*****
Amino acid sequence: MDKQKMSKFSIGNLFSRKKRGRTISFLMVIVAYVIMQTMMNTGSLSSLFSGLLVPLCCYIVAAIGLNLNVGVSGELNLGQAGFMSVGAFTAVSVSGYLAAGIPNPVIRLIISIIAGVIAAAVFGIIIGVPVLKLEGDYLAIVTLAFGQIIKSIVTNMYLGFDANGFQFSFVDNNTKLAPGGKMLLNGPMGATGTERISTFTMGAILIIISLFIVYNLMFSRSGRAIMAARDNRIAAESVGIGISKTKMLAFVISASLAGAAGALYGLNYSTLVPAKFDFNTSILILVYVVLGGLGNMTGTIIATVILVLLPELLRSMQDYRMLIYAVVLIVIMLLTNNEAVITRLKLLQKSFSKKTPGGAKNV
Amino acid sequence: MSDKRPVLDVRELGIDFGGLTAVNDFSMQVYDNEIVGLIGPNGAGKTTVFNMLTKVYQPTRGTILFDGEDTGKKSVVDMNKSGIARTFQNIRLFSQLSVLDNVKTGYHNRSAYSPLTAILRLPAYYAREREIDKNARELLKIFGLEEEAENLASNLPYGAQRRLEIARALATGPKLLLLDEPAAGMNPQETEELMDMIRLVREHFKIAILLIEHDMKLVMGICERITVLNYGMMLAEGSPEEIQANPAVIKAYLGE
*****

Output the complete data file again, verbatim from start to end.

Amino acid sequence: MDKQKMSKFSIGNLFSRKKRGRTISFLMVIVAYVIMQTMMNTGSLSSLFSGLLVPLCCYIVAAIGLNLNVGVSGELNLGQAGFMSVGAFTAVSVSGYLAAGIPNPVIRLIISIIAGVIAAAVFGIIIGVPVLKLEGDYLAIVTLAFGQIIKSIVTNMYLGFDANGFQFSFVDNNTKLAPGGKMLLNGPMGATGTERISTFTMGAILIIISLFIVYNLMFSRSGRAIMAARDNRIAAESVGIGISKTKMLAFVISASLAGAAGALYGLNYSTLVPAKFDFNTSILILVYVVLGGLGNMTGTIIATVILVLLPELLRSMQDYRMLIYAVVLIVIMLLTNNEAVITRLKLLQKSFSKKTPGGAKNV
Amino acid sequence: MSDKRPVLDVRELGIDFGGLTAVNDFSMQVYDNEIVGLIGPNGAGKTTVFNMLTKVYQPTRGTILFDGEDTGKKSVVDMNKSGIARTFQNIRLFSQLSVLDNVKTGYHNRSAYSPLTAILRLPAYYAREREIDKNARELLKIFGLEEEAENLASNLPYGAQRRLEIARALATGPKLLLLDEPAAGMNPQETEELMDMIRLVREHFKIAILLIEHDMKLVMGICERITVLNYGMMLAEGSPEEIQANPAVIKAYLGE